This story from the London Times was nowhere to be found in the International Herald Tribune: "Expose on Jewish role in US policy is disowned."

"After a furious outcry from prominent American Jews," the report tells us, Harvard has withdrawn its support from a study done by one of its own professors showing how Jews affect U.S. foreign policy. The poor man who wrote the report, Professor Stephen Walt, must feel like he's picked up a hand grenade. He was carefully examining the U.S. political scene to see how it worked, when the thing went off in his face. According to the Times report, he's been kicked off the job as academic dean of the John F. Kennedy School of Government as a result:

"No one disputes that the Jewish lobby is an influential force in U.S. politics and that the American Israel Public Affairs Committee (AIPAC) is one of the most powerful organizations in Washington. AIPAC is described in the report as 'a de factor agent of a foreign government [that] has a stranglehold on the U.S. Congress.'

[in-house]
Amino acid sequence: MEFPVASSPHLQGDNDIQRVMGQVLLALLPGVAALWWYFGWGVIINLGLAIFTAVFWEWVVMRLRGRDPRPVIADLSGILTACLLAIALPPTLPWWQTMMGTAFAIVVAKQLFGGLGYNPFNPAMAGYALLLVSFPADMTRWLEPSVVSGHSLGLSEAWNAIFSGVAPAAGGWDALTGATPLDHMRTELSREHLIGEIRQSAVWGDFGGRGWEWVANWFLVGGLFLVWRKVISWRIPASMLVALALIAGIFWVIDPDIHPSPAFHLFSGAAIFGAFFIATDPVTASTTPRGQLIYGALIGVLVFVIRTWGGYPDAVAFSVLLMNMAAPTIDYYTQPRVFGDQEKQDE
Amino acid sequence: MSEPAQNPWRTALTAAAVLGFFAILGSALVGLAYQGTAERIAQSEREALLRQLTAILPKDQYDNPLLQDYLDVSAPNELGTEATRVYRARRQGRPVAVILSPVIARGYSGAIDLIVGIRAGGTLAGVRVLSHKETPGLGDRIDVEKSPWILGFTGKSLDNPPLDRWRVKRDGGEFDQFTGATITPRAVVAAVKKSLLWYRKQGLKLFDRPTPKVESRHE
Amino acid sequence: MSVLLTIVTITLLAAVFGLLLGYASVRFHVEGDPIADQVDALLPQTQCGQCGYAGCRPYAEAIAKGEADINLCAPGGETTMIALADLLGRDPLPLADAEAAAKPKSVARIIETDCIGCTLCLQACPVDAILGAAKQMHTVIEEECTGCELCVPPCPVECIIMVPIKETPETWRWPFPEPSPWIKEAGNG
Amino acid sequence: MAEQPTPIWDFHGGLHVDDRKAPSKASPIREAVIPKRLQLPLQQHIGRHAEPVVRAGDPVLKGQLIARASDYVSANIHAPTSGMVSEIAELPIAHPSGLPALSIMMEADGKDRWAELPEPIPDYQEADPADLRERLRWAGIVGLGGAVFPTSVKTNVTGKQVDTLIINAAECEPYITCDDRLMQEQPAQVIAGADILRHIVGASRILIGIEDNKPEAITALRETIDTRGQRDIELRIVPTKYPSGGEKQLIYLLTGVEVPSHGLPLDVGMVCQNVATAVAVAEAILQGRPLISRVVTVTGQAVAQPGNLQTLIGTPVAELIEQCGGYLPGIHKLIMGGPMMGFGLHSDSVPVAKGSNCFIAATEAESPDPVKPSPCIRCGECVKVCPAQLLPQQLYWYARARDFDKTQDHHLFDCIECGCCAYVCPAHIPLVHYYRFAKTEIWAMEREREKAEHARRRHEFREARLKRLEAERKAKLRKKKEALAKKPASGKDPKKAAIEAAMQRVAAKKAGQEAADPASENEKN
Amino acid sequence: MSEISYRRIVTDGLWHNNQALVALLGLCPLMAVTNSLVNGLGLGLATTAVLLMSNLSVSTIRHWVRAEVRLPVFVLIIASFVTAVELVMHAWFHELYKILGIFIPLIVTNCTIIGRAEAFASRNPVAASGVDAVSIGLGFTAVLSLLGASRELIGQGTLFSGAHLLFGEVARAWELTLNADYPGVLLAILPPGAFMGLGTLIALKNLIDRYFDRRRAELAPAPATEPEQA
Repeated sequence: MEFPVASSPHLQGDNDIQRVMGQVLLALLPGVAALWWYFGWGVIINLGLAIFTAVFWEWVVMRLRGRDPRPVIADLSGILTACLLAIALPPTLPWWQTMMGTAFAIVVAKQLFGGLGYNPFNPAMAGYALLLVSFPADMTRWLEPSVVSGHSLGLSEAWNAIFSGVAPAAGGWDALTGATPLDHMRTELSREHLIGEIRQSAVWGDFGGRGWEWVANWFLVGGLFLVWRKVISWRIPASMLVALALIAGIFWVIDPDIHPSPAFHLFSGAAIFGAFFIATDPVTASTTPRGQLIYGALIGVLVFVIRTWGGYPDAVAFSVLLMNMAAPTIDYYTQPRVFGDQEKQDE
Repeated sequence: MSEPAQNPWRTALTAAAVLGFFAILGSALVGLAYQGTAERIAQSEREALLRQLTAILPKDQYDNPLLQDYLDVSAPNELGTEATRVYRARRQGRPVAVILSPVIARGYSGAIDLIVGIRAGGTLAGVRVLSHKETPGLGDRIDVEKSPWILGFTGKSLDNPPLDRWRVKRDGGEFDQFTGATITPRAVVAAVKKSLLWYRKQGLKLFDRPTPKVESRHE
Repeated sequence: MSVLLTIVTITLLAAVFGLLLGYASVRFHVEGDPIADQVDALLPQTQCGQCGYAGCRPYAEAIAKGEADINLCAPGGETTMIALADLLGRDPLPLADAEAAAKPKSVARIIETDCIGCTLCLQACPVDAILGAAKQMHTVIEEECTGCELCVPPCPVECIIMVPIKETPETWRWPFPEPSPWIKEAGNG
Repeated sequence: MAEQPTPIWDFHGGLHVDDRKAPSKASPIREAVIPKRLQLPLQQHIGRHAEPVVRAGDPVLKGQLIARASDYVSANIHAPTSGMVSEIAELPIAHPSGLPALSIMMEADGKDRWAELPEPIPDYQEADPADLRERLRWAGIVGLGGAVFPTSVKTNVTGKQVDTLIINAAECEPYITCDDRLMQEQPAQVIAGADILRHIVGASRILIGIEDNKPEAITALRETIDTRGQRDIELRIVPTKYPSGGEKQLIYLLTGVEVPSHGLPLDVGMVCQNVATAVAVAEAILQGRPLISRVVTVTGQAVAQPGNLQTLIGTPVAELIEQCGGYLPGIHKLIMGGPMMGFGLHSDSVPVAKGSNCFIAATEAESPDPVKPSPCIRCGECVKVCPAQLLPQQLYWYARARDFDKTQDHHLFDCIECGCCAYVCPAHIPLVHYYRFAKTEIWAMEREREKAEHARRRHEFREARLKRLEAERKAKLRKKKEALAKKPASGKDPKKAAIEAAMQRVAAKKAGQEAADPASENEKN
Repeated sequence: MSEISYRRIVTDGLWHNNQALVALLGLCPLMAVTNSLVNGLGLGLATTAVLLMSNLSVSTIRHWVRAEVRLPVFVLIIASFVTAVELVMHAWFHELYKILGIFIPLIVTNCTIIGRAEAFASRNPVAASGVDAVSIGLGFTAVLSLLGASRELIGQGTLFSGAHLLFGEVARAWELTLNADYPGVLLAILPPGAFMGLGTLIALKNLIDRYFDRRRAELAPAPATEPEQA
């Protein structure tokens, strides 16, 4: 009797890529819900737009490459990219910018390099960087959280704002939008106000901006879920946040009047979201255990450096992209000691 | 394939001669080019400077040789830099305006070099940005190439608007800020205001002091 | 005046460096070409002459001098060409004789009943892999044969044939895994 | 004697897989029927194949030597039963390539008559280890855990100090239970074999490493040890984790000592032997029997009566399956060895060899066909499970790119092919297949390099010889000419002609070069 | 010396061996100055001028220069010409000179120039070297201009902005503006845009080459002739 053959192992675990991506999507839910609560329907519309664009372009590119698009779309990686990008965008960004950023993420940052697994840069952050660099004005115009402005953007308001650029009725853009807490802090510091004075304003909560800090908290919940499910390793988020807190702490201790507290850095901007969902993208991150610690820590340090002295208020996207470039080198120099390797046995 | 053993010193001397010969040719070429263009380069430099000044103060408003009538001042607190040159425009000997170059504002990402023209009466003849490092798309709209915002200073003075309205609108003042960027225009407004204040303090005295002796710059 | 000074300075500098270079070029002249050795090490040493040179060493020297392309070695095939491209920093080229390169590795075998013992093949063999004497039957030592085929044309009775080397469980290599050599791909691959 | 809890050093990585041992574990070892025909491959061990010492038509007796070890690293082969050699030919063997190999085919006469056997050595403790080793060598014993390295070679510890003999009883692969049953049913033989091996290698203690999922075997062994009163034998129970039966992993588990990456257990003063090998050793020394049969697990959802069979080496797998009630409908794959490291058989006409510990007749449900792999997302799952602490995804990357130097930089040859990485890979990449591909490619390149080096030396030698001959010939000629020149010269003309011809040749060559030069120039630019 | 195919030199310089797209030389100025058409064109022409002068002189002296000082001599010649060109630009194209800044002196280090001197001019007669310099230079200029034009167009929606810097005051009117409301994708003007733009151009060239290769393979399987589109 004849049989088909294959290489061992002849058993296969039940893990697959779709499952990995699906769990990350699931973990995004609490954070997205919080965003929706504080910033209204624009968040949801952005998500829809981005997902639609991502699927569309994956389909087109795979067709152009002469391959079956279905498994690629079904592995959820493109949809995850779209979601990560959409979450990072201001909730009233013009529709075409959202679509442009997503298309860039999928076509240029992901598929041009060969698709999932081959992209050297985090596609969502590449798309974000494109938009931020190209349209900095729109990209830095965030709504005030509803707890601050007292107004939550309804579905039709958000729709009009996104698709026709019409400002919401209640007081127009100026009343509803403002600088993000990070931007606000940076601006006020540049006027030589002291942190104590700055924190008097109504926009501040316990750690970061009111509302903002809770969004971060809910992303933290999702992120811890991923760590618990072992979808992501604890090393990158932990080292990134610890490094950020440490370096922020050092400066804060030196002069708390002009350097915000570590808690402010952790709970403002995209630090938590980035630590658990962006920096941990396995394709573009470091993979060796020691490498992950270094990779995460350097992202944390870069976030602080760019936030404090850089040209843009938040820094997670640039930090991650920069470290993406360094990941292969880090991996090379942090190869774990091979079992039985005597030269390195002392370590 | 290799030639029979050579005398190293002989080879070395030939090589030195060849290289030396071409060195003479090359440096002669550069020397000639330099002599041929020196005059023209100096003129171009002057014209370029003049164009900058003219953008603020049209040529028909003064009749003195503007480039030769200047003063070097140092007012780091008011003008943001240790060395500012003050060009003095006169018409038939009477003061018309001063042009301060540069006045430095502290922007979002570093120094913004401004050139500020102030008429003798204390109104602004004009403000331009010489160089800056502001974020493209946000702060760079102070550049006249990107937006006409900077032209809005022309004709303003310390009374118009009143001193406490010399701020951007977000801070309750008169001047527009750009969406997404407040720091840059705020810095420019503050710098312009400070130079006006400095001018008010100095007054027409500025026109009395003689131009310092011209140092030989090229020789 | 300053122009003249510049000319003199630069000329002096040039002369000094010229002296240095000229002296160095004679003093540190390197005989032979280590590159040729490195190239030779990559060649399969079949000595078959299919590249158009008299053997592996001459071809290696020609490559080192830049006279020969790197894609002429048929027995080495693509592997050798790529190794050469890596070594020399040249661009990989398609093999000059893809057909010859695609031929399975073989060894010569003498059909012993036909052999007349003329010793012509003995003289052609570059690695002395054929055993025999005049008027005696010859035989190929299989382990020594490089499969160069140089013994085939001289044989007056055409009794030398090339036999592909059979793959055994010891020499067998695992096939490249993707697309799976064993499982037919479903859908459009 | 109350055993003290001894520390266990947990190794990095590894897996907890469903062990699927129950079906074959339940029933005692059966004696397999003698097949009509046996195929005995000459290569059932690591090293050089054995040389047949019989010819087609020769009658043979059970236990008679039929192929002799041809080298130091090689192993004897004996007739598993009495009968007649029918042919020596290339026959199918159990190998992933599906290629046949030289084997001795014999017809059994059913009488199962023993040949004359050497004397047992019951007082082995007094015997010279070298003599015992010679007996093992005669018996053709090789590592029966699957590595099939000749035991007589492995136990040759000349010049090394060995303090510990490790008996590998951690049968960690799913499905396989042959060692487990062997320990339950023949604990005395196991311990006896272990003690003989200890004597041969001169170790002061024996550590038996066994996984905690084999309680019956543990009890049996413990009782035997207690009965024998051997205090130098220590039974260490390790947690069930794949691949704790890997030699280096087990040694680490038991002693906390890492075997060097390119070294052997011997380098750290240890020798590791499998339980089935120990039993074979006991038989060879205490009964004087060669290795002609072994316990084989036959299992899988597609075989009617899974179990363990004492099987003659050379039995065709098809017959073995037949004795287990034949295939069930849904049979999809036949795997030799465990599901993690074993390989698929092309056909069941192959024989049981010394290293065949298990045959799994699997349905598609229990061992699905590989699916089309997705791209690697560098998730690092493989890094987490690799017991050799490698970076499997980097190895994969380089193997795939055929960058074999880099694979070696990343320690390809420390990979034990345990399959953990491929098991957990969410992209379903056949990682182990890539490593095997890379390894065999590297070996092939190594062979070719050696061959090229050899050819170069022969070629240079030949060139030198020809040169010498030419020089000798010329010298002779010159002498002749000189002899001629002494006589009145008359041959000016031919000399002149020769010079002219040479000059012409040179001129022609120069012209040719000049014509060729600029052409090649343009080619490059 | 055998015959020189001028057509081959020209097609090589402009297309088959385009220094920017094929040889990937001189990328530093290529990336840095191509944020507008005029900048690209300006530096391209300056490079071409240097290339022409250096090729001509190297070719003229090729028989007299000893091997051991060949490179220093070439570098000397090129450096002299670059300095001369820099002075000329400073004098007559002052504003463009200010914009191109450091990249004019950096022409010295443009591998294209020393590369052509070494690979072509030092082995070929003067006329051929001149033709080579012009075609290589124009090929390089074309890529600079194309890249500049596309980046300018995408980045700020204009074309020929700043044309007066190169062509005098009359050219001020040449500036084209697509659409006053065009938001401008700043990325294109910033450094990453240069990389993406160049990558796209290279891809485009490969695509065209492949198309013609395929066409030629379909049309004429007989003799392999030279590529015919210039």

"Pressure from Israel and the [Jewish] lobby," the report continues, "was not only a factor behind the decision to attack Iraq in March 2003, but it was critical...the war was motivated in good part by a desire to make Israel more secure."

At any given moment, people are committing murder, mayhem, and elections all over the globe, but it is the "news" from Israel that is the news that counts - in the New York Times and the International Herald Tribune at any rate. After a lifetime of reading about it, even non-Jews begin to care - which is fine by us. We only point it out to mock the "news" itself. It is not "news" that sells papers, but papers that sell news. Every headline is written by a hack with his own dog in the fight.

Sometimes the papers sell news that is so far removed from the actual events that even they are eventually embarrassed.

"Network of pedophiles: Searchers at Outreau look for the body of a little girl," was the headline in Le Monde. "The police began searching, Thursday, the 10th of January, in the gardens of the working class section of Outreau, near Boulogne-sur-Mer, for the body of a young victim of a Franco-Belgian pedophile network."